joh 15:5 ... for without me ye can do nothing.
phi 4:13 I can do all things through Christ which strengtheneth me.

One of the smallest attacks on grace is the idea that we have the ability to "accept" Jesus on our own. This is known as Arminianism, and is called "decision theology" by its critics. Unfortunately, it is the dominant viewpoint today. The opposing viewpoint is called Calvinism or Augustinianism, or even Paulinism by its adherents, and is simply characterized as the doctrine of salvation by grace.

It is debatable whether Arminianism compromises the doctrine of salvation by grace enough to be called a heretical doctrine. I am of the camp that the doctrine itself is false, but not false enough that in and of itself one cannot be a Christian, as it passes the Biblical test of holding to a true cross (subsitutionary atonement), and a true picture of God. It also has a proper view of sanctification and so avoids striving by works in the life of a Christian after salvation. But it does have the pitfall that one must maintain one's own salvation, so the Arminian will be ever fearful of losing his state of grace.

The best (meaning most palatable to me) way I have ever heard the Arminian viewpoint expressed is that we cannot come to God in and of ourselves, but that we can resist the convicting power of the Holy Spirit, and thus it is our responsibility to accept or yield to such power.

So my take is that Arminians are confused on how they came to Christ, but I do not deny that they did so, all other things being equal.

In any case, Arminianism essentally denies that God is sovereign. Who gets saved falls into the hands of man. This is also known as self-determination. The Bible clearly states that who gets saved is entirely God's decision. Nevertheless (lest I cause confusion), God does not violate our so-called free-wills (which are not nearly as free as we like to think, as we are declared to be slaves of the Devil from birth). In the vernacular the ministry of the Holy Spirit is to change hearts. And a changed heart will follow Christ willingly.

Even though God makes the decision, those who are not saved are still held entirely acountable for their sins on judgement day. Any proper teaching will affirm both God's sovereignty, and the responsibility of man for his own actions. Just because we have no good in us at all, does not absolve us from this condition, rather the Bible calls the unsaved the children of wrath.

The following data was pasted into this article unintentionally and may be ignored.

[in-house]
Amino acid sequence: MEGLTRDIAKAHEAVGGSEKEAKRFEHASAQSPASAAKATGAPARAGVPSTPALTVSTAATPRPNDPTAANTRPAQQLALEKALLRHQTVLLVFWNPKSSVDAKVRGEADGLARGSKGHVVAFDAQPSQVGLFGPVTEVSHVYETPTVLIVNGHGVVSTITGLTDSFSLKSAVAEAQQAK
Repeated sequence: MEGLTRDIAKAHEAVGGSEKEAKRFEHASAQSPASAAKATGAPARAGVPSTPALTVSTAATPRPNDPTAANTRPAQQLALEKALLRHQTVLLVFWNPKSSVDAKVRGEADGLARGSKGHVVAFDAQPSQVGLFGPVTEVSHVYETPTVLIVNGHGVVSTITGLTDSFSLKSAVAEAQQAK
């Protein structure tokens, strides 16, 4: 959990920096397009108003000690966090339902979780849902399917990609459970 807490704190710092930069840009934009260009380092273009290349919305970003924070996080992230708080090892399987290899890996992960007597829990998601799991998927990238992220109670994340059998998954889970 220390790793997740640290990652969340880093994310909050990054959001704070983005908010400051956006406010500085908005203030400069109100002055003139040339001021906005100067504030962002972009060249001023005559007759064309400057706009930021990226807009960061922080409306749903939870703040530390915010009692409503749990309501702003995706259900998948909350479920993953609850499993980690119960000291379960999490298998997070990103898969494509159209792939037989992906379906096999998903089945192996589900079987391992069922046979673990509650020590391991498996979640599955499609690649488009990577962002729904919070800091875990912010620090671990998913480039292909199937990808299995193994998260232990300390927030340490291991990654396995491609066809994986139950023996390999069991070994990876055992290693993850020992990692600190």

We must not go too far with this however, salvation is offered to all, and we live in the age of grace. God loves even the worst sinner. Hence common grace, and its attending retraint and blessing upon all. It is not until sinners are actually cast into hell that they lose all apparent goodness and become the objects of God's unrelenting eternal fury.

As an aside, God's wrath is rarely taught today, but neither is it the subject of today's study. If you want to read the quintessential fire and brimstone sermon of all time, which will once and for all thoroughly aquaint you with this subject, and give you a much greater appreciation for the depth and power of God's grace, I suggest Jonathan Edwards sermon "Sinners in the hands of an angry God" at . This particular sermon is so unsettling it is (jokingly) recommended that the faint of heart not read it, neither should one read it alone at night. :-)

Larger attacks on grace include one started by a man called Pelagius in the early church. He taught that you not only "accepted" Christ yourself, but that you maintained your salvation by living a holy life thereafter. In this mindset you "lost" your salvation temporarily every time you sinned and regained it when you repented. This effectively denies the substitutionary atonement on the cross and its adherents openly denounce the substitutionary atonement. This clear salvation by works heresy was soundly denounced by the early church fathers and disappeared for over a millennia, to reappear almost verbatim in the teachings of Charles Finney in the 1850's.

Pelagian thinking will produce striving, self-righteousness, and torment in the life of a Christian. Few are those who knowingly and willingly follow Pelagian thinking like Finney, most are snared by it and unwittingly fall prey to the trap of the Devil. But thanks to God's grace, the truth can set us free.